After 12 Years, The Rosetta Mission Has Come To An End

The Rosetta Mission Space

You don’t have to be a science nerd to understand the significance of the Rosetta Mission. However, if you’re not a science buff, here’s what went down. Scientist, evolutionary biologist and frequent TV science commentator Dr. Dan Riskin, hosted the event Death On A Comet: The Rosetta Mission. This captured the extraordinary event, providing a conclusion to the remarkable twelve year journey – not only to understand how comets work, but also to investigate how comets could have played a crucial role in the evolution of life on Earth. Yes, you read that correctly — 12 years. Talk about a really long time to focus on a project! To say the least, this final chapter captured the emotion of this journey’s end as Rosetta gathered the last bit of science from the comet and beamed it back to Earth before its mission-ending crash.

Death On A Comet: The Rosetta Mission is a follow up to the popular 2014 special Landing on a Comet: The Rosetta Mission in which the Rosetta spacecraft first encountered the comet.So it was a long time coming, but trust us, it was so worth the long wait it took. Recently, this remarkable story was brought back in the spotlight when the Philae space probe went back online after losing contact with the Rosetta mother ship for two years following it’s landing on the far away comet.

To put it in perspective for you, there was a lot to be learned in this two year long mission, and here’s some of the learnings that Rosetta uncovered in its two-year investigation, including:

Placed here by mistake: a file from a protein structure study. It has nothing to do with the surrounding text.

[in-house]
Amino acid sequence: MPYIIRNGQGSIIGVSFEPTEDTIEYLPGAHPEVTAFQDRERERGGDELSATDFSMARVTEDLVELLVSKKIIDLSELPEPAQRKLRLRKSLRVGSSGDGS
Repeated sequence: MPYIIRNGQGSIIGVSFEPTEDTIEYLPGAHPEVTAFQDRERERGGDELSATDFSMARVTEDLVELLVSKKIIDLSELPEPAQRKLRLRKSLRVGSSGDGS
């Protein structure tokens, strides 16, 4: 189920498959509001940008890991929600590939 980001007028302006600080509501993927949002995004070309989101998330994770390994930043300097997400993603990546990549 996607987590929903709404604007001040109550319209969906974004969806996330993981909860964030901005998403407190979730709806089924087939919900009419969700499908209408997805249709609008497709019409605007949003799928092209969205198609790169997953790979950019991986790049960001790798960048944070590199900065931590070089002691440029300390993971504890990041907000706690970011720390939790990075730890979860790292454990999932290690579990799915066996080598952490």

• Photographs of the comet, up close and personal
  • What comets smell like (rotten eggs and marzipan)
  • The deep science on how comets form in the outer reaches of the solar system
  • The finding of other-worldly, “heavy” water on Comet 67P’s surface
  • The composition of this comet’s atmosphere
  • What causes the dramatic comet tails to form
  • The sizable discovery of organic molecules on the comet, which many scientists believe could be the ultimate cause of how life evolved here on Earth

Now, scientists have decided that the mission will come to an end with a bang. Well, technically, with a crash. The probe crashed itself into the 4km-wide ball of ice and dust on September 30, and the world watched as it finally ended. You can see in the video below how momentous this occasion was to all involved. Not only significant career wise, but personally touching for many who involved in the journey over the last decade.

“This is the end of an incredible mission in space travel. The Rosetta Mission has been a 12 year mission… It has been a hugely successful mission. The most successful mission ever by the Eeuropean space agency, which is the European mission to NASA,” Dr. Riskin told Quirky Daily.

This mission taught the world a lot about comets, which was the ultimate goal of the project. For more information, and to watch Death On A Comet: The Rosetta Mission, go to sciencechannel.com.

Feature Image: Sweetie187

Vannessa Jackson
Vannessa is a contributing writer for Quirky Daily. She is a lover of all things entertainment, especially anything comedic. She has dreams of becoming Mindy Kaling, but until then, she's enjoying pursuing her dreams in the beautiful city of angels. You can follow her on twitter NNessleigh or check out her other articles on clippings.me/vjackson.